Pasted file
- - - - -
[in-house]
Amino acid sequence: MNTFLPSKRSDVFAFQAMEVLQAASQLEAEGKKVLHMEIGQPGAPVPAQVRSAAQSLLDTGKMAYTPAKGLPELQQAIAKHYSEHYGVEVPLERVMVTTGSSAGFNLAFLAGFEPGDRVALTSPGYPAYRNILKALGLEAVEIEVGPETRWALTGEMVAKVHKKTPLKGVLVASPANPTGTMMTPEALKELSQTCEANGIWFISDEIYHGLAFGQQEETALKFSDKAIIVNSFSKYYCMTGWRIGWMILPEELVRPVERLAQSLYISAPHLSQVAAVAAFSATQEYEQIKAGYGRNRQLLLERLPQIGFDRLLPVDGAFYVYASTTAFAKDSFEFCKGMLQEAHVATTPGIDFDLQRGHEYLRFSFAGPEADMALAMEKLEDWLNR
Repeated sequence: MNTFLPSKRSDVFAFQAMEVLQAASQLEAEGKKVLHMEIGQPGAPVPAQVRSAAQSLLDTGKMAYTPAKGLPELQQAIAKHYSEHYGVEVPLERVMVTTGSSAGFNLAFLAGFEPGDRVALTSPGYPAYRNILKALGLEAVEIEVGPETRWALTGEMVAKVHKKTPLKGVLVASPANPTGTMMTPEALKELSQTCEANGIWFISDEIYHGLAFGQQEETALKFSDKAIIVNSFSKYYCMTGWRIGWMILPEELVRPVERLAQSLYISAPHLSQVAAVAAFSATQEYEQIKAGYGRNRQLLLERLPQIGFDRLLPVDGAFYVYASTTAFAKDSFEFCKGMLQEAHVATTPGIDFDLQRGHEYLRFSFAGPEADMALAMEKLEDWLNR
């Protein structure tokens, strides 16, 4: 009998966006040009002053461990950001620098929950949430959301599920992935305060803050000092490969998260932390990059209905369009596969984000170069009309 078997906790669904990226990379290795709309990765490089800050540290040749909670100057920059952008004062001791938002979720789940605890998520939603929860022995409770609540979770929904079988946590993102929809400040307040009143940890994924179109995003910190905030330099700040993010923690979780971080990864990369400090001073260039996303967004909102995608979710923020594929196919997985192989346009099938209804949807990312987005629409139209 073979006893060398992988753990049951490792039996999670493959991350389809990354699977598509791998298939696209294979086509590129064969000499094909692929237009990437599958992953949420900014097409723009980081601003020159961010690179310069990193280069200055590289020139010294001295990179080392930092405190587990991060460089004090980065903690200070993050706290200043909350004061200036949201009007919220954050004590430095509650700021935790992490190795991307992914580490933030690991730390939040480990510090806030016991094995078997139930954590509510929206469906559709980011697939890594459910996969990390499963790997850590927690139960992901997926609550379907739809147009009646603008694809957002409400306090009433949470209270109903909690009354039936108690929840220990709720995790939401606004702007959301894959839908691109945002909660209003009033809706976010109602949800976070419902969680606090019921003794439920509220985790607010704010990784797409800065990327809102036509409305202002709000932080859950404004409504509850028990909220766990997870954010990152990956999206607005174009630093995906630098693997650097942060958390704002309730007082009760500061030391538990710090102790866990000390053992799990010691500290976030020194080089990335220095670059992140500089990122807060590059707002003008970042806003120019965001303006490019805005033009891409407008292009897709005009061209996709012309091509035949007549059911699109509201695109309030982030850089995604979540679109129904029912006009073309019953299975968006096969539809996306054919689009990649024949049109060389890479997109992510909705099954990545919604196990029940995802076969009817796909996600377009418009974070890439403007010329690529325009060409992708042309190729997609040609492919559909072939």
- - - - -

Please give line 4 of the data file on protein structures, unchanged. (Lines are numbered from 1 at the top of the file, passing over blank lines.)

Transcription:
């Protein structure tokens, strides 16, 4: 009998966006040009002053461990950001620098929950949430959301599920992935305060803050000092490969998260932390990059209905369009596969984000170069009309 078997906790669904990226990379290795709309990765490089800050540290040749909670100057920059952008004062001791938002979720789940605890998520939603929860022995409770609540979770929904079988946590993102929809400040307040009143940890994924179109995003910190905030330099700040993010923690979780971080990864990369400090001073260039996303967004909102995608979710923020594929196919997985192989346009099938209804949807990312987005629409139209 073979006893060398992988753990049951490792039996999670493959991350389809990354699977598509791998298939696209294979086509590129064969000499094909692929237009990437599958992953949420900014097409723009980081601003020159961010690179310069990193280069200055590289020139010294001295990179080392930092405190587990991060460089004090980065903690200070993050706290200043909350004061200036949201009007919220954050004590430095509650700021935790992490190795991307992914580490933030690991730390939040480990510090806030016991094995078997139930954590509510929206469906559709980011697939890594459910996969990390499963790997850590927690139960992901997926609550379907739809147009009646603008694809957002409400306090009433949470209270109903909690009354039936108690929840220990709720995790939401606004702007959301894959839908691109945002909660209003009033809706976010109602949800976070419902969680606090019921003794439920509220985790607010704010990784797409800065990327809102036509409305202002709000932080859950404004409504509850028990909220766990997870954010990152990956999206607005174009630093995906630098693997650097942060958390704002309730007082009760500061030391538990710090102790866990000390053992799990010691500290976030020194080089990335220095670059992140500089990122807060590059707002003008970042806003120019965001303006490019805005033009891409407008292009897709005009061209996709012309091509035949007549059911699109509201695109309030982030850089995604979540679109129904029912006009073309019953299975968006096969539809996306054919689009990649024949049109060389890479997109992510909705099954990545919604196990029940995802076969009817796909996600377009418009974070890439403007010329690529325009060409992708042309190729997609040609492919559909072939």